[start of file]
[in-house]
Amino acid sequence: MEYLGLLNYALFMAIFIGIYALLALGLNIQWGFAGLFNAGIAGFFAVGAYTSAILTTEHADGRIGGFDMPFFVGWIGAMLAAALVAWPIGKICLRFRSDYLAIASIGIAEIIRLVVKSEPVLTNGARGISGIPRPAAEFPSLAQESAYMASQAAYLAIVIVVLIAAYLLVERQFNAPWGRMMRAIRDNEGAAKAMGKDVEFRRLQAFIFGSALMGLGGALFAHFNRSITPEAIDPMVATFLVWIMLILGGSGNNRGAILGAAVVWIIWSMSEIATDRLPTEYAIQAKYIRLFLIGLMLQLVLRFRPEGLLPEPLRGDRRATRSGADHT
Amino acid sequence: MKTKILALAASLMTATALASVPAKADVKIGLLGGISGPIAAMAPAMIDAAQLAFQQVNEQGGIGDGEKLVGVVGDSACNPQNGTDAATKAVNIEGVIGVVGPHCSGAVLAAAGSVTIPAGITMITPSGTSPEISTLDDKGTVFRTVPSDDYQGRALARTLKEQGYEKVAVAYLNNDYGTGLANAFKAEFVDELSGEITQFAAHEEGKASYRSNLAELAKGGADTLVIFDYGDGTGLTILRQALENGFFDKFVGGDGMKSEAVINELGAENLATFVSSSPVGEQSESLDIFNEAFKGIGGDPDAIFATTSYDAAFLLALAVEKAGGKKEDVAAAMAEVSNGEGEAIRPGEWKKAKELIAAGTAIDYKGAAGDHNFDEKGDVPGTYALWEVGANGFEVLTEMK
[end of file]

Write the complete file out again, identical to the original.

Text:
[in-house]
Amino acid sequence: MEYLGLLNYALFMAIFIGIYALLALGLNIQWGFAGLFNAGIAGFFAVGAYTSAILTTEHADGRIGGFDMPFFVGWIGAMLAAALVAWPIGKICLRFRSDYLAIASIGIAEIIRLVVKSEPVLTNGARGISGIPRPAAEFPSLAQESAYMASQAAYLAIVIVVLIAAYLLVERQFNAPWGRMMRAIRDNEGAAKAMGKDVEFRRLQAFIFGSALMGLGGALFAHFNRSITPEAIDPMVATFLVWIMLILGGSGNNRGAILGAAVVWIIWSMSEIATDRLPTEYAIQAKYIRLFLIGLMLQLVLRFRPEGLLPEPLRGDRRATRSGADHT
Amino acid sequence: MKTKILALAASLMTATALASVPAKADVKIGLLGGISGPIAAMAPAMIDAAQLAFQQVNEQGGIGDGEKLVGVVGDSACNPQNGTDAATKAVNIEGVIGVVGPHCSGAVLAAAGSVTIPAGITMITPSGTSPEISTLDDKGTVFRTVPSDDYQGRALARTLKEQGYEKVAVAYLNNDYGTGLANAFKAEFVDELSGEITQFAAHEEGKASYRSNLAELAKGGADTLVIFDYGDGTGLTILRQALENGFFDKFVGGDGMKSEAVINELGAENLATFVSSSPVGEQSESLDIFNEAFKGIGGDPDAIFATTSYDAAFLLALAVEKAGGKKEDVAAAMAEVSNGEGEAIRPGEWKKAKELIAAGTAIDYKGAAGDHNFDEKGDVPGTYALWEVGANGFEVLTEMK